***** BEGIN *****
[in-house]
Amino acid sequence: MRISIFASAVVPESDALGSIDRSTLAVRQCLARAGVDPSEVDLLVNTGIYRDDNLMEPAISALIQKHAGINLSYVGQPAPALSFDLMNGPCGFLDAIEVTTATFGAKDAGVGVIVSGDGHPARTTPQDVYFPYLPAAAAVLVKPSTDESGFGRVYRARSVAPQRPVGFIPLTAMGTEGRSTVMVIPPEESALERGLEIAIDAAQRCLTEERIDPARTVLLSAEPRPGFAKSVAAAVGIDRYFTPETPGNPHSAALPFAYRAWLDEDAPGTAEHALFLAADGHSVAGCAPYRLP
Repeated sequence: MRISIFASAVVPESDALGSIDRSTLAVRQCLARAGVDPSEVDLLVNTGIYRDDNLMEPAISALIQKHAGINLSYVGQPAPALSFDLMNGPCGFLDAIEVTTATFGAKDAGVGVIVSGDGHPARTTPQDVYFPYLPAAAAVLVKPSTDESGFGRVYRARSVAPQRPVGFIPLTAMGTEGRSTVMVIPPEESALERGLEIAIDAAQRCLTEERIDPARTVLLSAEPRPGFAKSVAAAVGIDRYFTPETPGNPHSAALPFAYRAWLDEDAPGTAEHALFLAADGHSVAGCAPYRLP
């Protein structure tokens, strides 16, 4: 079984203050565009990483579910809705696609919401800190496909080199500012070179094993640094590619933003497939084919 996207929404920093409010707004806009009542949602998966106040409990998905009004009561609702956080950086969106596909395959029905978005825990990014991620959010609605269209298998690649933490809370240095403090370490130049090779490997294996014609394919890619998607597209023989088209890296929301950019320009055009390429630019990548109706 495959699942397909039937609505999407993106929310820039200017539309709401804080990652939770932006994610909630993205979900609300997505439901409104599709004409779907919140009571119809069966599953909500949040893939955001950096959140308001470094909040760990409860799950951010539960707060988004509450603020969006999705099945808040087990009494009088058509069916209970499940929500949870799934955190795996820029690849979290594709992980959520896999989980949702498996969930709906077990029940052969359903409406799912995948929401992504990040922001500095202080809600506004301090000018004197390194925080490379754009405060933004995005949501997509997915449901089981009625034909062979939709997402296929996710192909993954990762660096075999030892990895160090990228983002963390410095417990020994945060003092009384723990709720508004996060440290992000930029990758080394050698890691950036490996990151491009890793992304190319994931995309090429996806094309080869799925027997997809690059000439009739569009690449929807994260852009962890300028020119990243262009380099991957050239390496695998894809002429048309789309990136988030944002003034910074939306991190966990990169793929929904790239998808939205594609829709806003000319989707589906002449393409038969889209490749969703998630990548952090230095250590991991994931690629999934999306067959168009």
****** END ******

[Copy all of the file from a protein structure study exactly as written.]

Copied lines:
[in-house]
Amino acid sequence: MRISIFASAVVPESDALGSIDRSTLAVRQCLARAGVDPSEVDLLVNTGIYRDDNLMEPAISALIQKHAGINLSYVGQPAPALSFDLMNGPCGFLDAIEVTTATFGAKDAGVGVIVSGDGHPARTTPQDVYFPYLPAAAAVLVKPSTDESGFGRVYRARSVAPQRPVGFIPLTAMGTEGRSTVMVIPPEESALERGLEIAIDAAQRCLTEERIDPARTVLLSAEPRPGFAKSVAAAVGIDRYFTPETPGNPHSAALPFAYRAWLDEDAPGTAEHALFLAADGHSVAGCAPYRLP
Repeated sequence: MRISIFASAVVPESDALGSIDRSTLAVRQCLARAGVDPSEVDLLVNTGIYRDDNLMEPAISALIQKHAGINLSYVGQPAPALSFDLMNGPCGFLDAIEVTTATFGAKDAGVGVIVSGDGHPARTTPQDVYFPYLPAAAAVLVKPSTDESGFGRVYRARSVAPQRPVGFIPLTAMGTEGRSTVMVIPPEESALERGLEIAIDAAQRCLTEERIDPARTVLLSAEPRPGFAKSVAAAVGIDRYFTPETPGNPHSAALPFAYRAWLDEDAPGTAEHALFLAADGHSVAGCAPYRLP
């Protein structure tokens, strides 16, 4: 079984203050565009990483579910809705696609919401800190496909080199500012070179094993640094590619933003497939084919 996207929404920093409010707004806009009542949602998966106040409990998905009004009561609702956080950086969106596909395959029905978005825990990014991620959010609605269209298998690649933490809370240095403090370490130049090779490997294996014609394919890619998607597209023989088209890296929301950019320009055009390429630019990548109706 495959699942397909039937609505999407993106929310820039200017539309709401804080990652939770932006994610909630993205979900609300997505439901409104599709004409779907919140009571119809069966599953909500949040893939955001950096959140308001470094909040760990409860799950951010539960707060988004509450603020969006999705099945808040087990009494009088058509069916209970499940929500949870799934955190795996820029690849979290594709992980959520896999989980949702498996969930709906077990029940052969359903409406799912995948929401992504990040922001500095202080809600506004301090000018004197390194925080490379754009405060933004995005949501997509997915449901089981009625034909062979939709997402296929996710192909993954990762660096075999030892990895160090990228983002963390410095417990020994945060003092009384723990709720508004996060440290992000930029990758080394050698890691950036490996990151491009890793992304190319994931995309090429996806094309080869799925027997997809690059000439009739569009690449929807994260852009962890300028020119990243262009380099991957050239390496695998894809002429048309789309990136988030944002003034910074939306991190966990990169793929929904790239998808939205594609829709806003000319989707589906002449393409038969889209490749969703998630990548952090230095250590991991994931690629999934999306067959168009």